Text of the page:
World’s Largest Pension Fund Lost the Equivalent of Bitcoin’s Entire Market Cap in Just Three Months

The world’s largest pension fund has lost nearly $164.7 billion within the first three months of 2020 and has suffered its worst full-year investment loss. The loss observed by GPIF is close to the entire market capitalization for Bitcoin. The Government Pension Investment Fund or GPIF of Japan has witnessed a decline of 11% in the first quarter, falling to $150.63 trillion. It is said to the steepest quarterly fall that it has seen since 2008 when the fund saw a 9.3 trillion yen loss and a -10.3% return during the financial year that ended in March 2009. 

The President of GPIF, Masataka Miyazono, announced that the domestic and foreign equities have resulted in the negative return in the first quarter of 2020. Overseas bonds were the only asset to give a positive return during this period giving a return of 3.55%. Even though the equity market performed extremely well in 2019 during the U.S. China negotiations, the global COVID-19 pandemic has led the investors to be more cautious.

GPIF is not the only stock to experience poor performance after the Coronavirus pandemic spread across the world. Other major stock indexes, such as Dow Jones, are also seeing the poor performance in the first quarter of 2020. But, what is surprising is that Bitcoin also saw a similar dip in performance where it fell by almost 11% in the first three months of 2020. In this case, it would not be safe to say that Bitcoin is a safe haven or the best investment opportunity, at least now. If GPIF had invested about 0.1% of its asset or $1.5 billion in BTC during the first quarter of 2020, it would have put a lot of buy pressure in the world market. The result would be a Bitcoin Bull Run and high returns for the pension fund’s portfolio belonging to the crypto segment.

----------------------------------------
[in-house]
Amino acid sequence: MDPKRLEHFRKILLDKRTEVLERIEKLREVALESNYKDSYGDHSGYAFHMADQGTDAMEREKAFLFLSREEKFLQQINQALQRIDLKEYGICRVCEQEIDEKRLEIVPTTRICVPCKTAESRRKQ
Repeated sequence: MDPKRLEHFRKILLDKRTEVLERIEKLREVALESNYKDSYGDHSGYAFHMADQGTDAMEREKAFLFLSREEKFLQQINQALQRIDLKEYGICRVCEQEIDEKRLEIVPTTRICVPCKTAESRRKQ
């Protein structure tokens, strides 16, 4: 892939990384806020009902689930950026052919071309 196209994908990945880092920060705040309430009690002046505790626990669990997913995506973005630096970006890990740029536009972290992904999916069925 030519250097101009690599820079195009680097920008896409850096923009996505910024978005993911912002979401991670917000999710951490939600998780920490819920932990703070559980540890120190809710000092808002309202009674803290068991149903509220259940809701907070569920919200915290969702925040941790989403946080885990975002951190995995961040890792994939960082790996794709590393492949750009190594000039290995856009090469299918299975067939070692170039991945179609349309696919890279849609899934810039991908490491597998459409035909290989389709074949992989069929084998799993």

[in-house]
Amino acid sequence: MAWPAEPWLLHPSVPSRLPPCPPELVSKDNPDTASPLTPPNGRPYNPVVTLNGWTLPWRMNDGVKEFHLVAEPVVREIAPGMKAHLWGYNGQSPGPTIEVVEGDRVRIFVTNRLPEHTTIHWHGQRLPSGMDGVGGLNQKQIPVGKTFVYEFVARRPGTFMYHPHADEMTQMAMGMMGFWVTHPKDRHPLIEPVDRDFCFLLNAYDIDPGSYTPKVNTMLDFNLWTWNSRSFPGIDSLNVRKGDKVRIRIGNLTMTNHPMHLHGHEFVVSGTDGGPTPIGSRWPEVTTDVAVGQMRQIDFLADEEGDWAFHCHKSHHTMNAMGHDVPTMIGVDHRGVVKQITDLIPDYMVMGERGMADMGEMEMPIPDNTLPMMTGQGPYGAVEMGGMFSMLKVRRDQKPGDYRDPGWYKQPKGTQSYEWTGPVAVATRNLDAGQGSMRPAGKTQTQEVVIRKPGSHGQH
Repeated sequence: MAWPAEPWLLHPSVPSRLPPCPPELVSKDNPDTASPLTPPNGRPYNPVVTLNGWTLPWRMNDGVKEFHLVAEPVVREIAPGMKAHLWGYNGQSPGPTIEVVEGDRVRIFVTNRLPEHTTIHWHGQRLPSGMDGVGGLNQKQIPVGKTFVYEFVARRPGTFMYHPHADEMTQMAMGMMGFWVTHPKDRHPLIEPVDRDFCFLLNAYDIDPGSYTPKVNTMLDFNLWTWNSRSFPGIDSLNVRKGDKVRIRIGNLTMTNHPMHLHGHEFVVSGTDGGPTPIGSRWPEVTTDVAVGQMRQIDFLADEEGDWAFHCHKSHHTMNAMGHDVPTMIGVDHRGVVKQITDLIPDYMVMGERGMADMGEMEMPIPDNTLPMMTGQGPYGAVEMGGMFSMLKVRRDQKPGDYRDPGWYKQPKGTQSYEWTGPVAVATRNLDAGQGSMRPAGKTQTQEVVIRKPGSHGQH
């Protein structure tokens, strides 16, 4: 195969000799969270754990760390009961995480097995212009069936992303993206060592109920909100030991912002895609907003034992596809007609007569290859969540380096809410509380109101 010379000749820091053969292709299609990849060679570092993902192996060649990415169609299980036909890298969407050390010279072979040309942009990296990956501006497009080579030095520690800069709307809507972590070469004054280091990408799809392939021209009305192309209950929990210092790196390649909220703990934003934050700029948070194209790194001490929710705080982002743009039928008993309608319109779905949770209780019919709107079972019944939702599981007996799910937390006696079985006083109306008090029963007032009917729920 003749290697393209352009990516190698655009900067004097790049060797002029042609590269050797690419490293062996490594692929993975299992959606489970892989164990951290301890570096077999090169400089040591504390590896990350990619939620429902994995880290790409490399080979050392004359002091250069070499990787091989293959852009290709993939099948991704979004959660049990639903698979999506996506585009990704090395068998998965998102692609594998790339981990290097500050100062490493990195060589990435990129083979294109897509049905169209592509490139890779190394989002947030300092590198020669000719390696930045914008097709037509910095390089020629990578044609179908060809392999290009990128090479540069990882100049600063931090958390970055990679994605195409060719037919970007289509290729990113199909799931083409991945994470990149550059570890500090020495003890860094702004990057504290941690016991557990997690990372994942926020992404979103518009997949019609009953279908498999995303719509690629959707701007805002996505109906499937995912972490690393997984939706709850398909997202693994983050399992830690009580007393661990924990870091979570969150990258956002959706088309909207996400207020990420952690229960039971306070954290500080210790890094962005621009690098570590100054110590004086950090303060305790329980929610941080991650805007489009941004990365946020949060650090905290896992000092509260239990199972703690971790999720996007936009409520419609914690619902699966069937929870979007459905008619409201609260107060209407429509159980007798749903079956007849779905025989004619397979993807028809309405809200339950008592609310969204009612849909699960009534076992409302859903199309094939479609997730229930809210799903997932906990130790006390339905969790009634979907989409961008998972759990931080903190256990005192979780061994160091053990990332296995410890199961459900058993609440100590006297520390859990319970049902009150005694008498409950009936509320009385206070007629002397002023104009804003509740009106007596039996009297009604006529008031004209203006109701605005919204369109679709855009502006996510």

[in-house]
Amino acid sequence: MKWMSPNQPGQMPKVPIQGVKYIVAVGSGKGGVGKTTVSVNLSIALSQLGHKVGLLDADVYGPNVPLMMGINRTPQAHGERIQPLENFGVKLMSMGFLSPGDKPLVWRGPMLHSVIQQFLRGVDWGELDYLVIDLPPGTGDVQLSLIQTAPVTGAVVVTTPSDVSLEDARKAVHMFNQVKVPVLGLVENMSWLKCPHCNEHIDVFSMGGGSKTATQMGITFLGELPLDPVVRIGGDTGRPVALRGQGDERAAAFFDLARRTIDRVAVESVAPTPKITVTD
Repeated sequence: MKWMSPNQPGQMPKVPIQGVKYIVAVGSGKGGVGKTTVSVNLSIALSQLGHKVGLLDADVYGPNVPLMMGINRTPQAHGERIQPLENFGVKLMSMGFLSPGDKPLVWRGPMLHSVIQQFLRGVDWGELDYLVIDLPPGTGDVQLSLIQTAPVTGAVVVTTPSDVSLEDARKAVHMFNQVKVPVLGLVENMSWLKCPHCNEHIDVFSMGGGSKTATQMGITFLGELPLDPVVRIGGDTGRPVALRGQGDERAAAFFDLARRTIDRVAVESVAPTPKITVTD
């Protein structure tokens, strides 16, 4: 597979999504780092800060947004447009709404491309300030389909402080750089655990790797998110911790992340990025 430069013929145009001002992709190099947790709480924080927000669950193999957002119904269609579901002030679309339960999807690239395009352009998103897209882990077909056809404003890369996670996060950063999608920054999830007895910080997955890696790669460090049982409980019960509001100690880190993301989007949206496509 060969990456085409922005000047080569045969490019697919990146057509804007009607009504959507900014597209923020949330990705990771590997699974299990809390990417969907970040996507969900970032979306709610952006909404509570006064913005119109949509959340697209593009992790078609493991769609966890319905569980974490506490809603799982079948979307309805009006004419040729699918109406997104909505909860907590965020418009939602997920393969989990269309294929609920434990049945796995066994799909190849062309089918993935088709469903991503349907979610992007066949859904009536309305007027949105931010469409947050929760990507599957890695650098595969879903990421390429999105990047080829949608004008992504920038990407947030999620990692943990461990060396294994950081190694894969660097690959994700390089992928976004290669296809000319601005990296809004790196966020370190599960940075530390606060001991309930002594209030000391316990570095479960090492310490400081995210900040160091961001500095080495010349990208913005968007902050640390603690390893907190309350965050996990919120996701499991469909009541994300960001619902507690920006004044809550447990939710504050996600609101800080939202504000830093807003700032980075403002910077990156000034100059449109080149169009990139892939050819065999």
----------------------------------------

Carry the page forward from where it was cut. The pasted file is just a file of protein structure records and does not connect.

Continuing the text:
Even though the scenario may seem unlikely as pension funds are among the most conservative investors, most investment trusts in Japan has only a small portion of their funds in crypto assets, which includes BTC. They are apprehensive that cryptocurrencies are more speculative and have high price fluctuation and liquidity risks that they do not want to take. In addition, purchasing 208,000 BTC amounting to $1.5 billion would have been a Hercules task for the investors during that short period of time.  

The GPIF claims that the pension reserve fund is managed with a long-term perspective. They believe that the pandemic will only cause short term losses, and the investment is rather immune to volatility in the long term and will provide a positive return in the long term without any problem. With the improvement of the global economy and the domestic equity market, experts believe that the investment performance should return to normal, but it is yet to be seen. The GPIF annual return since it was created back in 2001 is 2.58%.